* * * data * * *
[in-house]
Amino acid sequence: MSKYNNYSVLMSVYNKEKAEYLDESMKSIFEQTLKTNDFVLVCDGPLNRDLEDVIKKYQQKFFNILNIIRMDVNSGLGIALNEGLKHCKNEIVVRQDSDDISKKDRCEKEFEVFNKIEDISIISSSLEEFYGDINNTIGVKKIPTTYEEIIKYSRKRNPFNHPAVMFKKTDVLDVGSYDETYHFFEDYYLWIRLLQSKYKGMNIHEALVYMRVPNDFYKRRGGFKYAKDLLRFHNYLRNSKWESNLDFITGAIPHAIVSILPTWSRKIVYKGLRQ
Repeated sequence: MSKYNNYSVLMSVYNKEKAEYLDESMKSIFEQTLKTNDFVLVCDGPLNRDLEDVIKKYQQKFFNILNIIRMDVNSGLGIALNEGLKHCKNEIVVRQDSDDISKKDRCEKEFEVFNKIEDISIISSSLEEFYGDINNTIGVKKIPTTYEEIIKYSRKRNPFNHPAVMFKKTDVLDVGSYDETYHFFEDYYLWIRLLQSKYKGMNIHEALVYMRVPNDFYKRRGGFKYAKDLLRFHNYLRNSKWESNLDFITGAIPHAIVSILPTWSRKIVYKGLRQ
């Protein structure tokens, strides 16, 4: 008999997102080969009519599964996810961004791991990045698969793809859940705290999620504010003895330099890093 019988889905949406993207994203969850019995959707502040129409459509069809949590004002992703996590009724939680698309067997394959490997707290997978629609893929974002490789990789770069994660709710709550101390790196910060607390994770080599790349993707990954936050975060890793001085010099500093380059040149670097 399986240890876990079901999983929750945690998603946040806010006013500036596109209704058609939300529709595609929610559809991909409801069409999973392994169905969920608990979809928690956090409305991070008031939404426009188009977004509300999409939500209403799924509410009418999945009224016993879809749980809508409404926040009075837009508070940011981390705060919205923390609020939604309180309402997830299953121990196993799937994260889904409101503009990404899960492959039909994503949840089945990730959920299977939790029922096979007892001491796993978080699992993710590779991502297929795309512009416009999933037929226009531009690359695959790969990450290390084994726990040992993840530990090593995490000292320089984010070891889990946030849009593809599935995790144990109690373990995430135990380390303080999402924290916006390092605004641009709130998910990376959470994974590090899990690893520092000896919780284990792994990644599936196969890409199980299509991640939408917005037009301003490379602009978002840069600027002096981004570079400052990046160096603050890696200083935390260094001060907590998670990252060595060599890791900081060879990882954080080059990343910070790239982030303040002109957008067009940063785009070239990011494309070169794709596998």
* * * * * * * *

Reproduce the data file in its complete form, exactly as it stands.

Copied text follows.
[in-house]
Amino acid sequence: MSKYNNYSVLMSVYNKEKAEYLDESMKSIFEQTLKTNDFVLVCDGPLNRDLEDVIKKYQQKFFNILNIIRMDVNSGLGIALNEGLKHCKNEIVVRQDSDDISKKDRCEKEFEVFNKIEDISIISSSLEEFYGDINNTIGVKKIPTTYEEIIKYSRKRNPFNHPAVMFKKTDVLDVGSYDETYHFFEDYYLWIRLLQSKYKGMNIHEALVYMRVPNDFYKRRGGFKYAKDLLRFHNYLRNSKWESNLDFITGAIPHAIVSILPTWSRKIVYKGLRQ
Repeated sequence: MSKYNNYSVLMSVYNKEKAEYLDESMKSIFEQTLKTNDFVLVCDGPLNRDLEDVIKKYQQKFFNILNIIRMDVNSGLGIALNEGLKHCKNEIVVRQDSDDISKKDRCEKEFEVFNKIEDISIISSSLEEFYGDINNTIGVKKIPTTYEEIIKYSRKRNPFNHPAVMFKKTDVLDVGSYDETYHFFEDYYLWIRLLQSKYKGMNIHEALVYMRVPNDFYKRRGGFKYAKDLLRFHNYLRNSKWESNLDFITGAIPHAIVSILPTWSRKIVYKGLRQ
């Protein structure tokens, strides 16, 4: 008999997102080969009519599964996810961004791991990045698969793809859940705290999620504010003895330099890093 019988889905949406993207994203969850019995959707502040129409459509069809949590004002992703996590009724939680698309067997394959490997707290997978629609893929974002490789990789770069994660709710709550101390790196910060607390994770080599790349993707990954936050975060890793001085010099500093380059040149670097 399986240890876990079901999983929750945690998603946040806010006013500036596109209704058609939300529709595609929610559809991909409801069409999973392994169905969920608990979809928690956090409305991070008031939404426009188009977004509300999409939500209403799924509410009418999945009224016993879809749980809508409404926040009075837009508070940011981390705060919205923390609020939604309180309402997830299953121990196993799937994260889904409101503009990404899960492959039909994503949840089945990730959920299977939790029922096979007892001491796993978080699992993710590779991502297929795309512009416009999933037929226009531009690359695959790969990450290390084994726990040992993840530990090593995490000292320089984010070891889990946030849009593809599935995790144990109690373990995430135990380390303080999402924290916006390092605004641009709130998910990376959470994974590090899990690893520092000896919780284990792994990644599936196969890409199980299509991640939408917005037009301003490379602009978002840069600027002096981004570079400052990046160096603050890696200083935390260094001060907590998670990252060595060599890791900081060879990882954080080059990343910070790239982030303040002109957008067009940063785009070239990011494309070169794709596998």